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Big history

Big history

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Related:  Evolution du vivant

First ever record of insect pollination from 100 million-years ago Amber from Cretaceous deposits (110-105 my) in Northern Spain has revealed the first ever record of insect pollination. Scientists have discovered in two pieces of amber several specimens of tiny insects covered with pollen grains, revealing the first record of pollen transport and social behavior in this group of animals. Today, more than 80% of plant species rely on insects to transport pollen from male to female flower parts. Pollination is best known in flowering plants but also exists in so-called gymnosperms, seed-producing plants like conifers. Although the most popular group of pollinator insects are bees and butterflies, a myriad of lesser-known species of flies, beetles or thrips have co-evolved with plants, transporting pollen and in return for this effort being rewarded with food. During the last 20 years, amber from the Lower Cretaceous (110-105 my) found in the Basque country in Northern Spain has revealed many new plant and animal species, mainly insects.

Probe into Amelia Earhart mystery Washington - Seventy-five years after Amelia Earhart disappeared over the Pacific, a research team is setting off on 2 July with high hopes of resolving the mystery surrounding the pioneering aviatrix. For the tenth time in 23 years, the International Group for Historic Aircraft Recovery (TIGHAR) will set off for Nikumaroro island in Kiribati to establish whether Earhart survived the apparent crash of her aircraft. "This time, we'll be searching for debris from the aircraft," TIGHAR's founder and executive director Richard Gillespie, himself a pilot and former aviation accident investigator, told AFP. Earhart vanished on 2 July 1937 at age 39 with navigator Fred Noonan during the final stage of an ambitious round-the-world flight along the equator in a twin-engine Lockheed Electra. The holder of several aeronautical records, including the first woman to cross the Atlantic by air, Earhart had set off from New Guinea to refuel at Howland Island for a final long-distance hop to California.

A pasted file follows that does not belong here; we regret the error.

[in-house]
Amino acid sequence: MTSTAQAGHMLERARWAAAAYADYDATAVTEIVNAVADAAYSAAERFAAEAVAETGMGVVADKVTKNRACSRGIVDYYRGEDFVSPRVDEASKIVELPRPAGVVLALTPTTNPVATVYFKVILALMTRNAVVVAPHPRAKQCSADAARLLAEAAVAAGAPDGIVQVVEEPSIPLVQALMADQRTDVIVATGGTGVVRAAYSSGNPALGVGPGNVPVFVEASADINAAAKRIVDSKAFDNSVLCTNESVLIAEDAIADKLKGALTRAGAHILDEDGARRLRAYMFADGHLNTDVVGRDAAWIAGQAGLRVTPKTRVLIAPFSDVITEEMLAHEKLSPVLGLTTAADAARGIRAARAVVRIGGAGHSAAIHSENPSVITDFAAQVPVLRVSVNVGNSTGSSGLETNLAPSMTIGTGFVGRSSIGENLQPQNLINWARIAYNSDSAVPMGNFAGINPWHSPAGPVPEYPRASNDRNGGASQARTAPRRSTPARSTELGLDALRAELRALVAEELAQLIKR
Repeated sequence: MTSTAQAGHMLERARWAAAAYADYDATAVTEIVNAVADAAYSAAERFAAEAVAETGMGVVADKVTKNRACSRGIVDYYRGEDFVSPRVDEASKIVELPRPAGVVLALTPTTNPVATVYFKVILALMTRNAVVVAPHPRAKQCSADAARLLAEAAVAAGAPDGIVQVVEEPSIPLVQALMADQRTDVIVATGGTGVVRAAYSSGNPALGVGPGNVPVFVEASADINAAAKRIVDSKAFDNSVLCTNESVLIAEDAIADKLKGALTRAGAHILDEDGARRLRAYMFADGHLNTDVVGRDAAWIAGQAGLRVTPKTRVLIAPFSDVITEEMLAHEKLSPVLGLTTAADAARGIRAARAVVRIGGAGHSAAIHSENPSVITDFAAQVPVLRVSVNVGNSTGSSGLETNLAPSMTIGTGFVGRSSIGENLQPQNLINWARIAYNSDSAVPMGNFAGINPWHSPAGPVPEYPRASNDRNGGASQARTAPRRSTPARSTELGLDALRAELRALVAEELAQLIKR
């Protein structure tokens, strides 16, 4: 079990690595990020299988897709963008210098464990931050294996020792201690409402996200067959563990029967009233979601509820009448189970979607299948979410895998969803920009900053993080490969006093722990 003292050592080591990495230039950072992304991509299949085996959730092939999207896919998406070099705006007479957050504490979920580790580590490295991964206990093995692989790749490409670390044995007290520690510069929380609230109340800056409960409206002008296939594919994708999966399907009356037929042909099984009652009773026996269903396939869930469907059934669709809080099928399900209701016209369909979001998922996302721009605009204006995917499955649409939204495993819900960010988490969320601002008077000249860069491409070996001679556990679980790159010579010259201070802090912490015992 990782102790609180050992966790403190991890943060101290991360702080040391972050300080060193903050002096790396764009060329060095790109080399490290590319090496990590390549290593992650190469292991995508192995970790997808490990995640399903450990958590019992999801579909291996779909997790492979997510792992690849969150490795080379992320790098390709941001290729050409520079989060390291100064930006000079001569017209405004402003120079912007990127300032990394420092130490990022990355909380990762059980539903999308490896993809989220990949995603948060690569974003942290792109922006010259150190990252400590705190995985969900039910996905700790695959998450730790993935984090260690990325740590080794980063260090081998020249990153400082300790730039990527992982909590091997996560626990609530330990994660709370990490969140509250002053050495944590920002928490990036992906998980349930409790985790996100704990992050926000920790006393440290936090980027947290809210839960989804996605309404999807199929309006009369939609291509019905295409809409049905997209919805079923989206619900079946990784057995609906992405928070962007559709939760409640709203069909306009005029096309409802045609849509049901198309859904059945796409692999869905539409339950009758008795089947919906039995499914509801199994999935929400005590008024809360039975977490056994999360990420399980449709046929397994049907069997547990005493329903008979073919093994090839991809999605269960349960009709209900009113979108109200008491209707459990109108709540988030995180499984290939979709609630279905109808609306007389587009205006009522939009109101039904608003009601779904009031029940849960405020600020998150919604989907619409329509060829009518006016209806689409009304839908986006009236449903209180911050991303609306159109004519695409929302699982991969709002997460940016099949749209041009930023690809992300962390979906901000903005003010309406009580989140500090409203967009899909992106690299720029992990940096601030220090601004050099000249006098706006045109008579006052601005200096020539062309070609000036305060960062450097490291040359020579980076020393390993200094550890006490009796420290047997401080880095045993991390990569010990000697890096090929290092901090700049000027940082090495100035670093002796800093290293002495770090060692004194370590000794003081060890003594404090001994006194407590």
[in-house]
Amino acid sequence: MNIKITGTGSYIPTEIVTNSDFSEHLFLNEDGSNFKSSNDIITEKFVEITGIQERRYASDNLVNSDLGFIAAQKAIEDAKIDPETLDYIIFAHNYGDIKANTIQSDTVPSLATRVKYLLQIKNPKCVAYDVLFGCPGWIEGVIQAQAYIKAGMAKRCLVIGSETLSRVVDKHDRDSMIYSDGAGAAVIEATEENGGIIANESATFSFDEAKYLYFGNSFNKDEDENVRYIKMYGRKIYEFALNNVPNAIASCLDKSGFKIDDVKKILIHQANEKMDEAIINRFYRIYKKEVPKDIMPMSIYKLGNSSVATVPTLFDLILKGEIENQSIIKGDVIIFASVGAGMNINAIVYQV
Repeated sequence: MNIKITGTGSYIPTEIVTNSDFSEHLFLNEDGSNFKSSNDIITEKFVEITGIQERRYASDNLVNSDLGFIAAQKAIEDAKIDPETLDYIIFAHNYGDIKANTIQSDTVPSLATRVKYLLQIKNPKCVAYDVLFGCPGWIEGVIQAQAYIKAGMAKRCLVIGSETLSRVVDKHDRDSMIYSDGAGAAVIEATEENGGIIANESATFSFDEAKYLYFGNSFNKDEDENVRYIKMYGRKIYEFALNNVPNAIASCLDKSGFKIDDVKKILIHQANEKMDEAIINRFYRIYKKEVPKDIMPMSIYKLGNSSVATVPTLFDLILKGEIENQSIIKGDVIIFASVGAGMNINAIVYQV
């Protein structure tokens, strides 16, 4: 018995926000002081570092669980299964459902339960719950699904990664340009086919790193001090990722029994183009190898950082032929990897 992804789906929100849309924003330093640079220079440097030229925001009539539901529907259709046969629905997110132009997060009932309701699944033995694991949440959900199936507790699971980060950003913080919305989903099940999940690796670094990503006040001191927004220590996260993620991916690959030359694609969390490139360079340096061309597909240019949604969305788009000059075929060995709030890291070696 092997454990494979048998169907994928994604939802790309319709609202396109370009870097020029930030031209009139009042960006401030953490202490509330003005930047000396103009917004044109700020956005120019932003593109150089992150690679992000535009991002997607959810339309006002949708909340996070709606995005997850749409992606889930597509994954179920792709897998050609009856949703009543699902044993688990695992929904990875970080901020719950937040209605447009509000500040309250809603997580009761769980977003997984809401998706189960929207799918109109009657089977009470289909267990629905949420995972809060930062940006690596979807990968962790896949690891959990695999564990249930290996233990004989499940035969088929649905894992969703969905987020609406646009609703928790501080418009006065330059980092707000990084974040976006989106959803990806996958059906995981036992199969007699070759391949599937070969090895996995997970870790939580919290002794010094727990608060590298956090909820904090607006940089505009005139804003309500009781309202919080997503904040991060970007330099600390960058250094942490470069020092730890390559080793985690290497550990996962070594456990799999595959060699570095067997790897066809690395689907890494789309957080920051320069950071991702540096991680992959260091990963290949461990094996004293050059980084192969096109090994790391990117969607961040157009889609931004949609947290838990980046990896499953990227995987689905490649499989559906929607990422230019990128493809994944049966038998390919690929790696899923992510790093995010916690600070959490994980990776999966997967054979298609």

NGAkids SEA-SAWS SEA-SAWS is fun for kids of all ages. Select photographs of natural and man-made objects, then arrange the pieces to create a seascape or an abstract composition. The BUILD tool helps you construct animated characters and set them in motion. Human Migration: The Story of a Community Grades K-2 Overview: Around the world and in our own communities, people move in and out of places every day, and they have done so throughout human history. Weight of the Soul Claim: A physician once placed dying patients upon a scale in order to measure the weight of the human soul. Example:[Evans, 1946] Those who believe that the body becomes lighter [at the moment of death] seem to think that the soul has weight, weight that must of necessity depart with it, and — with that brisk disregard of strict veracity which so frequenly marks discussions of this nature — have claimed that dying men, at the very moment of their decease, have been placed on delicate scales that have recorded their mortuary degravitation. But these persons have never been able to specify in just what ghoulish laboratory this took place, or what private home was so interestingly equipped, or the names and addresses of the relatives who so commendably placed scientific and religious curiosity before sentimental concern for the patient's comfort.1 Yet as much as we believe in the concept of "soul," this life spark remains strictly an article of faith.

Children Educate Themselves III: The Wisdom of Hunter-Gatherers For hundreds of thousands of years, up until the time when agriculture was invented (a mere 10,000 years ago), we were all hunter-gatherers. Our human instincts, including all of the instinctive means by which we learn, came about in the context of that way of life. And so it is natural that in this series on children's instinctive ways of educating themselves I should ask: In the last half of the 20th century, anthropologists located and observed many groups of people—in remote parts Africa, Asia, Australia, New Guinea, South America, and elsewhere—who had maintained a hunting-and-gathering life, almost unaffected by modern ways. Although each group studied had its own language and other cultural traditions, the various groups were found to be similar in many basic ways, which allows us to speak of "the hunter-gatherer way of life" in the singular. What I learned from my reading and our questionnaire was startling for its consistency from culture.

Web 2.0 Tools A tag cloud (a typical Web 2.0 phenomenon in itself) presenting Web 2.0 themes. An interactive version is available here. Web 2.0 describes World Wide Web sites that use technology beyond the static pages of earlier Web sites. Alternate Histories: 7 More Ways the World Could Be Completely Different We previously covered some of the many alternate histories out there. Here are seven more intriguing ways the world could be completely different. 1. What if the Romans won the Battle of the Teutoburg Forest? Effect: No one would speak English.

Related:  Big History ProjectLearningINVESTIGACIÓN